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Any advice for my Schools Direct interview?(7 Posts)
Queen am a bit late coming to this thread, so hope your inerview went well. I have been offered a place on School Direct and am a long way past 40 . Was thinking of maybe starting ahread for those of us
guniea pigs starting in Set 2013?
mumandboys123 congratulations on getting on the course and your helpful advice. I'm 43 but tbh don't see it as the wrong side of 40. I think being at this stage in my life will make me a better teacher.
My DD is now eight and after having been a single parent with no support, DP lives with us now and works from home. From the logistics POV, this is the first time that retraining has felt like a realistic option. The practicalities felt too overwhelming before now as well as the drop in salary.
The holidays are actually not a great motivator for me so I need to think about how to get that across.
I've spent some time on the TES forums, thanks for the tip off. It's helping me think through what they might ask and what I need to say to help the, see why I would be right for it. This is just the first stage and if I get through, there would be more detailed interviews to come.
I am a PGCE student who was recently successful at my first interview although I'm secondary.
I was asked questions on how I would be innovative in my curriculum area; how I would deal with low level disruption; how I would work within the ethos of the school (religious); how I use formative and sumative assessment.
I had prepared responses on these issues but also on safeguarding children, the curriculum generally, role of the form tutor/pastoral 'care' generally, assessment levels, some specific questions related to my subject area (if you intend to specialise, read up on your specialism), literacy and numeracy, SEN, differentiation.
For my PGCE interview, there was a focus on 'why now?' (as I'm the wrong side of 40!) and a very detailed conversation regarding my experience. I was offered a place there and then on the basis that 'you are clearly going into this with your eyes open' so it would be worth thinking about that and how you can demonstrate that - I was careful to avoid saying anything that even hinted at 'the job works for me as a single parent with children and that is up there as motivation for career changing at this point' (even if that's half the truth!) Think about your transferable skills and really put these across. If you put 'interview preparation' or similar into tes there is some good advice on the forums there - I followed the mind-mapping advice and it really worked for me (and I am not good at interviews at all, believe me - rabbit in headlights usually!).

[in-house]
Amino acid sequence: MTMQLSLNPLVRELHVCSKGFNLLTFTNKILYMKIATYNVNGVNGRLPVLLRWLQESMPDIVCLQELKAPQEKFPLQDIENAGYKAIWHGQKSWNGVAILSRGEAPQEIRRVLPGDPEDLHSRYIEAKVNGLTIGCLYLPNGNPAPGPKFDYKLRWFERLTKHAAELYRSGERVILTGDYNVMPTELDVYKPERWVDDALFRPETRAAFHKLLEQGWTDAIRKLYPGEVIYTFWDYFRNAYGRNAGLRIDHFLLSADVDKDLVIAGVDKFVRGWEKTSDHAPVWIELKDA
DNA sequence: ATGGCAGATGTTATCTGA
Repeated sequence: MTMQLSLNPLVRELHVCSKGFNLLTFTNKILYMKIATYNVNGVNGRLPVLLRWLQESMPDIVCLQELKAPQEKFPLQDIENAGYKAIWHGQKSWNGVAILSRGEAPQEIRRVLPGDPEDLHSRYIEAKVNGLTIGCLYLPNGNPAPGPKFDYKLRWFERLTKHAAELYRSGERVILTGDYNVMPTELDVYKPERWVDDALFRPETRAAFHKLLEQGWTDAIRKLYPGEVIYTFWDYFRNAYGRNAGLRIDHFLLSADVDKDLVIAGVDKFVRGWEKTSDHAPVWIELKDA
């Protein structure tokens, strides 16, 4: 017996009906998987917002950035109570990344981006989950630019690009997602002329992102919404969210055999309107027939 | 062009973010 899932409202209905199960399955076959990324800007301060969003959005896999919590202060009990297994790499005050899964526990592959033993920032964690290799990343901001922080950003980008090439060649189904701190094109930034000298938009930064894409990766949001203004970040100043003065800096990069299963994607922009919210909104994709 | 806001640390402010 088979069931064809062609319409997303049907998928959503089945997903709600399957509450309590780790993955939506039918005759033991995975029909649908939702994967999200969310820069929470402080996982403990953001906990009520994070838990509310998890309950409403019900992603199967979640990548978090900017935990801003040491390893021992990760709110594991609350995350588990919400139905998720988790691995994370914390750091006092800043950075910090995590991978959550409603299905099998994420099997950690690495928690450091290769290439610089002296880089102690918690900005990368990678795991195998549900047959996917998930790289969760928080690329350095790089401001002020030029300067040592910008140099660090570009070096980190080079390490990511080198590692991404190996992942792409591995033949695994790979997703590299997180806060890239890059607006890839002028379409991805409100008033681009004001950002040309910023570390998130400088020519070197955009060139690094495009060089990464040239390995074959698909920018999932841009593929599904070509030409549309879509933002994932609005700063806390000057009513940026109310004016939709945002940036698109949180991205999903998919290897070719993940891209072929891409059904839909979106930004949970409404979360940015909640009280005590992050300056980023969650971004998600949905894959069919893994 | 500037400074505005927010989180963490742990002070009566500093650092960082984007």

An artefact, now that's a good idea. I'm now desperately racking my brain as to what I could use.
That's good advice about getting the children discussing it and working in groups. From what I've read, it seems to be good practice to have mini plenaries during lessons to check how everyone is getting on. Is that the sort of thing you think they are looking for?
They also say that for the one-to-one interview, we should prepare by anticipating what questions they might ask. I'm guessing they'll include why do you want to be a teacher, what makes a good teacher etc.? Anything else that's a favourite interview question?
Yes, an aretefact would be good- something that you could start a sort of ' what do you think this is' discussion, where the children could work in groups to discuss what they notice about the object , then lead to what do we think it is, then lead to talk of history in that era, linked to how the object was used. As party stress says- encouraging discussion amongst the class is good.
I would be tempted to take a prop that was more 'intriguing' - something that would get the children discussing what it could be for, when it was made, who made it etc, and which could then lead on to learning about some topic. Eg, something used in an old local industry, or as part of a religious ritual, or even some relatively recent, but now obsolete technology. In schools nowadays, the less you (the teacher) talk, the better!
Despite being told it was too late, I put in a late application for teacher training after being made redundant a couple of months ago. Primary teaching is something I've been tempted to do for a while but it feels like now is the time to go for it.
I've got an interview this Saturday for Schools Direct (unsalaried) and would be grateful for any advice or pointers. It's five hours with a tour and talk, maths and English tests, presentation to a small group and one-to-one interview.
For my presentation, we need to bring a prop and explain how we would use it in a classroom. I was thinking of taking a map of the world or globe as you could do a project that pulls in lots of different areas - geography, science, history, maths (spheres?). Does that sound like the right sort of thing?
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